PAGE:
Neil Whitfield rightly pointed to the insanity of the Sydney Daily Telegraph front page. There is evil among us and it’s called The Daily Telegraph!
I doubt that the paper will be greatly concerned at my views, but it may be worthwhile spelling out the reasons for my own position.
History, what we discover as the present recedes into the past, is a great corrective. Throughout the 1950s into the 1980s, the left denied that the USSR spied in Australia. It is now clear that the USSR did.
In both the First and Second World Wars, the Australian Government interned what were defined as enemy aliens. The broad sweep of the laws, regulations and policies swept up many innocents. Now we apologise. We do so knowing that Government responses at the time had little practical impact on the war Australia was fighting. They were an emotional response to a what-if, a perceived danger.
By contrast, Malcolm Fraser’s decision to admit mass migration of Vietnamese boat people is now generally seen as a courageous decision based on principle. It was also a decision that has had, apparently at least, no negative impacts for Australia beyond settlement costs. Indeed, it is seen as having over-whelming positive results.
I have no idea whether or not the photo was taken to show him in firm, even dour, pose. That’s possible. Still, he was just announcing the militarisation of Australia’s custom service. I quote:
In his first announcement as Immigration Minister this week, Mr Dutton said customs officers would be able to carry guns and personal protection equipment at all Australian airports. The decision, which came into effect on Wednesday, was made to ensure officers could be respond to a number of potential "border-related threats" across an "evolving transnational crime and national security environment".
"The government is committed to ensuring that the future Australian Border Force is as well trained and well equipped as possible, to ensure that the public is protected from the range of new and emerging threats our nation faces at the border," a spokesman for Mr Dutton said.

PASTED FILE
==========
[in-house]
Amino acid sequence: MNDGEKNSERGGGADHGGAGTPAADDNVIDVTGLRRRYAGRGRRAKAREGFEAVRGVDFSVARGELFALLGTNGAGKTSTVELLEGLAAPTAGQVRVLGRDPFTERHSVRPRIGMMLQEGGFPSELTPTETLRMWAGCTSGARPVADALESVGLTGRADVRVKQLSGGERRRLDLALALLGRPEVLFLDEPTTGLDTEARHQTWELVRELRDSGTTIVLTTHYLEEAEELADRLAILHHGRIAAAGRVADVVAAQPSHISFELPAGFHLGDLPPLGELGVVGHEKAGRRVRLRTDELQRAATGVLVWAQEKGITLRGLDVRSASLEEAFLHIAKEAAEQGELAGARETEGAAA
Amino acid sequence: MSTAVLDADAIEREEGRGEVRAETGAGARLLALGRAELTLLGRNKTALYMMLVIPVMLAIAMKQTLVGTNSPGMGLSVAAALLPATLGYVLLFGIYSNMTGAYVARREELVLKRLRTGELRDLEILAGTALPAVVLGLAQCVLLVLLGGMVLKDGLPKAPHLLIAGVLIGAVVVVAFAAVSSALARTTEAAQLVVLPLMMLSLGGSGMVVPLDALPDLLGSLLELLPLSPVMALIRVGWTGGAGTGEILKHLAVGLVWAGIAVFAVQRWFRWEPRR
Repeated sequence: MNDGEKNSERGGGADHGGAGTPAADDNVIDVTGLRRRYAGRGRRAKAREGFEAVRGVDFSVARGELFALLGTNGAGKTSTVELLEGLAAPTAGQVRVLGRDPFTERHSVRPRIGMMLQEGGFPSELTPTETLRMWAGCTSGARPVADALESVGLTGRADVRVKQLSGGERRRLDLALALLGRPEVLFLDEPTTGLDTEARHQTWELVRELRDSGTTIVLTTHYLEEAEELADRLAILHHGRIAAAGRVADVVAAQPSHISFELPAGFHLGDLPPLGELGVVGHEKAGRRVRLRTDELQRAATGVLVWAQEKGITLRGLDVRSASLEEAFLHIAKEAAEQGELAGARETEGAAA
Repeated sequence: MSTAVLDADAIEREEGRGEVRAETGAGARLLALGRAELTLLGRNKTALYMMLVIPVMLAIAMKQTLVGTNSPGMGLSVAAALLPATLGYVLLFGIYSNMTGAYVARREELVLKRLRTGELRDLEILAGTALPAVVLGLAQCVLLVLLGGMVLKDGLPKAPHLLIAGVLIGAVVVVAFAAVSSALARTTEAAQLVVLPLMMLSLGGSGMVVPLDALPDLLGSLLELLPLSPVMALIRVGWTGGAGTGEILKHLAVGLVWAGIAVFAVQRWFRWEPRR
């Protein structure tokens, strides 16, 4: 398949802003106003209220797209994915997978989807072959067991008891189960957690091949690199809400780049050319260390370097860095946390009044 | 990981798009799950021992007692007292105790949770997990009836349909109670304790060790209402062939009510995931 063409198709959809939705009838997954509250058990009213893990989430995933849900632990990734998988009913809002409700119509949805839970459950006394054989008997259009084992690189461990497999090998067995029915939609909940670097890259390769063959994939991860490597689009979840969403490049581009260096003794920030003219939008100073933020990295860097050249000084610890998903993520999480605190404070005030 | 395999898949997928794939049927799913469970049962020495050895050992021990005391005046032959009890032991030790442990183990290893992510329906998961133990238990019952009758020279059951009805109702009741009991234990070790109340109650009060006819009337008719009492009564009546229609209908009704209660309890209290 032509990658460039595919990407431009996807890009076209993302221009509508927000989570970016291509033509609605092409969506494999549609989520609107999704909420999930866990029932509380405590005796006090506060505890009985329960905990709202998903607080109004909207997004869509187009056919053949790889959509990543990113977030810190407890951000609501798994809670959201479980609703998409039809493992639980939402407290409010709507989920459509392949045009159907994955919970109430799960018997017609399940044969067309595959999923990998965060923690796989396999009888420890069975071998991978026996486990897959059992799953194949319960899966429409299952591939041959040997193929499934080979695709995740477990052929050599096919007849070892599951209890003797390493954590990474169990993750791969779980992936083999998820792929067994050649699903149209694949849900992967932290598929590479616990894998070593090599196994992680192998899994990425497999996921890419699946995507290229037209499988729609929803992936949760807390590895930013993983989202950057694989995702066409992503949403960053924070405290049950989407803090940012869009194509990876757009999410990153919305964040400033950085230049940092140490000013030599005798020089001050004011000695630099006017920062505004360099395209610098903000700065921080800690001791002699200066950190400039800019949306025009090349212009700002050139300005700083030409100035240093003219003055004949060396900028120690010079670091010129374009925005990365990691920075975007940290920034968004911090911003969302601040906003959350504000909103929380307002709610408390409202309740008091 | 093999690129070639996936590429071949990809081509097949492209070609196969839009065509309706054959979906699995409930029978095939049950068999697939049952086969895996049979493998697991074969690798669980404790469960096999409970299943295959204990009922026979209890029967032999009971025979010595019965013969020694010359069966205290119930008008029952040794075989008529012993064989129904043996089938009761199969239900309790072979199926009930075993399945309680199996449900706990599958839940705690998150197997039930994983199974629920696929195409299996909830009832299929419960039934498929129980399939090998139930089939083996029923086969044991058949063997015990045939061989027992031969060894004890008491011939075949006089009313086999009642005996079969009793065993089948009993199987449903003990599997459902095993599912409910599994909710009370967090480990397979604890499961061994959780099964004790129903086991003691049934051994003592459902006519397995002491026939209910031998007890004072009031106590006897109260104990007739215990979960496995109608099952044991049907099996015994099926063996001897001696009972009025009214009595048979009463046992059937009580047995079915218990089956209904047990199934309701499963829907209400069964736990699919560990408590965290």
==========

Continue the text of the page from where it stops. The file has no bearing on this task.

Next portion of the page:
This emphasis on new and emerging threats is part of an evolving pattern, not one I like. The Australian Federal Police are armed. Previously, they were there to act in situations requiring the use of force. Now Australia has a new para-military organisation to provide additional protections.
immigration Department Secretary Pezzulo described the new role in this way. "I prefer”, he said, “to see borders in a very different way. I see them as mediating between the imperatives of the global order, with its bias towards the flow of people, goods, capital, data and knowledge, and the inherent territoriality and capacity for exclusion which comes with state sovereignty."
Mmm. If I read this correctly, the Australian Border Force has become the Great Wall of Australia, a device to protect the country from invading hordes. By all accounts, former Immigration Minister in the Howard Government Philip Ruddock was a humane man. Yet he is likely to be forever tarnished by some of the inhumane things that happened on his watch as he tried to enforce the policy of the Howard Government.
This is not an argument for open borders. It’s just a comment on policy and historical dynamics.
I do not feel safer for all the current rhetoric on border protection or the threats of terrorism. Just the opposite. I don’t think that terrorism is a significant threat to Australia as compared too, for example, death by shark attack or poisoned food in a local cafe. I am far more likely to be killed by the second. However, I cannot help being affected by the rhetoric. Worse, I am worried about the solutions to the perceived threat. Both make me feel less secure when I walk the streets. Statistically, the chances of being shot and killed by a police officer because of an error on my part are far greater than my chances of dying in a terrorist attack.
Ah well. Time to move on.